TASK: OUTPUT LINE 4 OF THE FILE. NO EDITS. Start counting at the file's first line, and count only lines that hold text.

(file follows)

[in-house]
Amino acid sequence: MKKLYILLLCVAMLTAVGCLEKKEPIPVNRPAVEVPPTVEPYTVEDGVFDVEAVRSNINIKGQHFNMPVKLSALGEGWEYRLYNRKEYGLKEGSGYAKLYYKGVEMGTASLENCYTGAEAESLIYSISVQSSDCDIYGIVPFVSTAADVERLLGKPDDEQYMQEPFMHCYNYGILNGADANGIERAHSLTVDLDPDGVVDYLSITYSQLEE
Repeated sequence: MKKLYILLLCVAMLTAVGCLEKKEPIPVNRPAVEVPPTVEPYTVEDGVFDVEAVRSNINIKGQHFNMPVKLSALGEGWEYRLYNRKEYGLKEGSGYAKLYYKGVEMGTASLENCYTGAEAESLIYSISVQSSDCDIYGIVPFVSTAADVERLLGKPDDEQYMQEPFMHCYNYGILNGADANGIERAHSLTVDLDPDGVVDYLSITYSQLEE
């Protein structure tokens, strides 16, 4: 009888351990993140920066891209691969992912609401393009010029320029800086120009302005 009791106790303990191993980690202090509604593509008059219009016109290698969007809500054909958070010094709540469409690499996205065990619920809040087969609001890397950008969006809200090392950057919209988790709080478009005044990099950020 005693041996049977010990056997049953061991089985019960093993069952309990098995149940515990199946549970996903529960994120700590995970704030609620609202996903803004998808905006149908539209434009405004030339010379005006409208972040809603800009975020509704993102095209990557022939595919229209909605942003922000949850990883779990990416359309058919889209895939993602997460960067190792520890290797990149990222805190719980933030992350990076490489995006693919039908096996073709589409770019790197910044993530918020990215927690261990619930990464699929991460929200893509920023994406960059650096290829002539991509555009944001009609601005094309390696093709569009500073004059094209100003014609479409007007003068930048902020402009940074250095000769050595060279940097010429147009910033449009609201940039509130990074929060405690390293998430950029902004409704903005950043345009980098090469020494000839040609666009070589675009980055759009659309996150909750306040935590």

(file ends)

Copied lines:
């Protein structure tokens, strides 16, 4: 009888351990993140920066891209691969992912609401393009010029320029800086120009302005 009791106790303990191993980690202090509604593509008059219009016109290698969007809500054909958070010094709540469409690499996205065990619920809040087969609001890397950008969006809200090392950057919209988790709080478009005044990099950020 005693041996049977010990056997049953061991089985019960093993069952309990098995149940515990199946549970996903529960994120700590995970704030609620609202996903803004998808905006149908539209434009405004030339010379005006409208972040809603800009975020509704993102095209990557022939595919229209909605942003922000949850990883779990990416359309058919889209895939993602997460960067190792520890290797990149990222805190719980933030992350990076490489995006693919039908096996073709589409770019790197910044993530918020990215927690261990619930990464699929991460929200893509920023994406960059650096290829002539991509555009944001009609601005094309390696093709569009500073004059094209100003014609479409007007003068930048902020402009940074250095000769050595060279940097010429147009910033449009609201940039509130990074929060405690390293998430950029902004409704903005950043345009980098090469020494000839040609666009070589675009980055759009659309996150909750306040935590």